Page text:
Kicking Off Hanukkah
A reflection on Hanukkah traditions at home
To most Hanukkah represents one thing and one thing only. Adam Sandler singing his infamous Saturday Night Live Hannukah song. But clearly there is much more to the holiday than what he classically called “Eight crazy nights.”
Hanukkah is actually a minor Jewish holiday that honors the re-dedication of the Temple in Jerusalem after the Jews fought back against the Syrian-Greeks. After emperor Antiochus outlawed Judaism in 167 B.C.E., the Jews retreated before re-engaging in battle. They overtook the Syrian-Greeks and wanted to “cleanse” the Temple by burning oil in the menorah for eight days. But they only had enough oil for one day, which by a miracle, lasted the eight full days.
The holiday has only “recently” become a major one largely due the commercialism of Christmas as Jews have an opportunity to celebrate the holidays with gifts too.
Beginning tonight, Jewish families around the world will begin the celebration in their homes at sundown (because Judaism uses a lunar-based calendar). Here are a few of the traditions you would see at a Hanukkah celebration:
The lighting of the Menorah – the Shamas (usually the one in the middle) candle is the lead and after being lit is used to light one candle for each of the nights of Hanukkah. Start with one candle on night one and move on to the appropriate number for each night.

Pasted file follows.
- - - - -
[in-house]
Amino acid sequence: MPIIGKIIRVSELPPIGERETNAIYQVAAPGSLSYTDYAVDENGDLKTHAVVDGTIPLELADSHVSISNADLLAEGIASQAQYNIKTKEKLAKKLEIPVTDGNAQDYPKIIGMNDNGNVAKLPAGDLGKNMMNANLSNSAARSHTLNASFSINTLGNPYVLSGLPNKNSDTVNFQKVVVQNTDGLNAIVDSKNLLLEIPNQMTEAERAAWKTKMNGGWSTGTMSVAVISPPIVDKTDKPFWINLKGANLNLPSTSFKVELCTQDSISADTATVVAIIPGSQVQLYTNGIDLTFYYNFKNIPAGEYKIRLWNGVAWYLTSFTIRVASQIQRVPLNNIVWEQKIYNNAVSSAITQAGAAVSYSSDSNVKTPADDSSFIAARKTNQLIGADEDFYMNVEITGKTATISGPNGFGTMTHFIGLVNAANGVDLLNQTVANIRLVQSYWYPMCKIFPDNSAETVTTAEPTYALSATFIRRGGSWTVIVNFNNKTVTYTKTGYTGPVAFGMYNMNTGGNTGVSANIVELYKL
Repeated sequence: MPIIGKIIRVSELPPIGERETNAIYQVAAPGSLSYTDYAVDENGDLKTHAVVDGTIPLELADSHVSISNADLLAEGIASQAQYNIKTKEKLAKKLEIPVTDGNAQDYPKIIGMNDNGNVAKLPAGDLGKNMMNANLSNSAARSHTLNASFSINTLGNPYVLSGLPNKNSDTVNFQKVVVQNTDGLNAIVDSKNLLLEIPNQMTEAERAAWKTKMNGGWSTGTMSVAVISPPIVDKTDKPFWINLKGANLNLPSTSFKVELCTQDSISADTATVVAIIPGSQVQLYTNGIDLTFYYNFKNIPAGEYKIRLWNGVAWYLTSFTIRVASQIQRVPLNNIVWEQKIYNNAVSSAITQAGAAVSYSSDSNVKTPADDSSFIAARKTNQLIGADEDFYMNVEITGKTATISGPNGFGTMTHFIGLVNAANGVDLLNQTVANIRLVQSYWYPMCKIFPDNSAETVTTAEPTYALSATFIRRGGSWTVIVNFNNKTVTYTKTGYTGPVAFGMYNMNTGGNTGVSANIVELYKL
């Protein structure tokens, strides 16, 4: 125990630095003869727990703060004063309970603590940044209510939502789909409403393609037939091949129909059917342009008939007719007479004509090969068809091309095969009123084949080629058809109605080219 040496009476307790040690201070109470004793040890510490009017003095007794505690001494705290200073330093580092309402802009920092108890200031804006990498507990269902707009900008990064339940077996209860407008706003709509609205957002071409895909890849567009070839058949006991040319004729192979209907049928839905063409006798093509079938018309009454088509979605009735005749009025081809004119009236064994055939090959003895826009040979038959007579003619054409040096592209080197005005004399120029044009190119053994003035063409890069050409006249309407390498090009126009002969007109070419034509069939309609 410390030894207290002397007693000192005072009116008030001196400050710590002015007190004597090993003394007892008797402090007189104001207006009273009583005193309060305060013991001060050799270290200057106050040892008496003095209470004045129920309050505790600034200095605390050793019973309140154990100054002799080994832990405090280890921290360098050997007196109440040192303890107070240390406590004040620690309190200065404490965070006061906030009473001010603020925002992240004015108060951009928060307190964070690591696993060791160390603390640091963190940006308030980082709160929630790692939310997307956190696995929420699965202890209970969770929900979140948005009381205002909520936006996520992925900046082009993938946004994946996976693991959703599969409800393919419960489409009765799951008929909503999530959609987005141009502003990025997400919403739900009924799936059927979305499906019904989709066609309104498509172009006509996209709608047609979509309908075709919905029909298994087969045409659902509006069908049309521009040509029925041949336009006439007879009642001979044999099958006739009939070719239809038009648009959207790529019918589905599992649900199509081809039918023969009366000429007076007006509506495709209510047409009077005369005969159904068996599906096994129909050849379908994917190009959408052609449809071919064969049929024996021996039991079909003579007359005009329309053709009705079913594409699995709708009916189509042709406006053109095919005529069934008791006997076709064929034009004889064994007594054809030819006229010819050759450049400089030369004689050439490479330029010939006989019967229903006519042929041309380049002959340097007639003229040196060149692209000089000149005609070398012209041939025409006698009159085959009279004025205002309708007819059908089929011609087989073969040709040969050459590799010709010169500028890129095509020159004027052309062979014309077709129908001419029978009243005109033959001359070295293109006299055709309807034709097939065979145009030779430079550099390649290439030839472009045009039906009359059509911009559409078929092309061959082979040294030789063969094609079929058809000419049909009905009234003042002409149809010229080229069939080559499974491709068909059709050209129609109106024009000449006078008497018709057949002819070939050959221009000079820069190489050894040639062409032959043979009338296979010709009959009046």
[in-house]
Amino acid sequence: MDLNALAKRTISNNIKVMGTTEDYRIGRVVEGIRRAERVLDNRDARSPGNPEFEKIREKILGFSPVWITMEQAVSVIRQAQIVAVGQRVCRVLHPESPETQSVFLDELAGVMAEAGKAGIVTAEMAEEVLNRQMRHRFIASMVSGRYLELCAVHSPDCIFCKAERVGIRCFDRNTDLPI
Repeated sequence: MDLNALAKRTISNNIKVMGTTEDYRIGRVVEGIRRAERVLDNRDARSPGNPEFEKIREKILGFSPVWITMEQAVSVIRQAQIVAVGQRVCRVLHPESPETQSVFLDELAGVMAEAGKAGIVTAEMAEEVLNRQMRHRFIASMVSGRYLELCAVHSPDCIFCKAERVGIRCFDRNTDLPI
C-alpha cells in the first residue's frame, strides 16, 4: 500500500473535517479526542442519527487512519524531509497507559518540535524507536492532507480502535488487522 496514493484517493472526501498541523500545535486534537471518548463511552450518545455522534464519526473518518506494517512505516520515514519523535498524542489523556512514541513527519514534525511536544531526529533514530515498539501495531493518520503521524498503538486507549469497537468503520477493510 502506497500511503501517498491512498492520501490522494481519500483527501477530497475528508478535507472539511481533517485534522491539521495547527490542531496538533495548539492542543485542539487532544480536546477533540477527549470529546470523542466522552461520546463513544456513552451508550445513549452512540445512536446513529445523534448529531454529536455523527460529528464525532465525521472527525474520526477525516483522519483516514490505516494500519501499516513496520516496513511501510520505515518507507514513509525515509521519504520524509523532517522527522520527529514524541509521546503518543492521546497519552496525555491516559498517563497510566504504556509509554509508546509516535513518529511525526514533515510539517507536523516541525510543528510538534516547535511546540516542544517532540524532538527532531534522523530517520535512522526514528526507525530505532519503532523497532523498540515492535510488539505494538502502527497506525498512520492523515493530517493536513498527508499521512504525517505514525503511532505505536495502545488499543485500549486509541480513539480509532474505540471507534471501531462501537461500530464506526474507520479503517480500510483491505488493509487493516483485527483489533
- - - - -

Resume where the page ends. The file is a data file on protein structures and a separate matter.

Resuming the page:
Kids spinning the Dreidel – It’s a four-sided top with a Hebrew letter on each side that form an acronym meaning “a great miracle happened here.” Each side represents “take all,” “take half,” “put in” or “do nothing” as the children play for Hanukkah “gelt,” usually chocolate coins.
Fried foods – To represent the oil, you will likely find mountains of potato pancakes called latkes. Dip in apple sauce and you have pure goodness!
Gifts – At a Jewish home you are likely to find tons of presents. At least eight for each person piled somewhere near the menorah. But believe me, not every gift is an Xbox One.
So as you drive home tonight, think about how lucky the Jewish kids are this year because they are getting their presents starting 10 days before Christmas. But on the flip side, think of those same kids as you unwrap your gifts on the 25th while we look on in envy!
Cover image via lovefromtheoven.com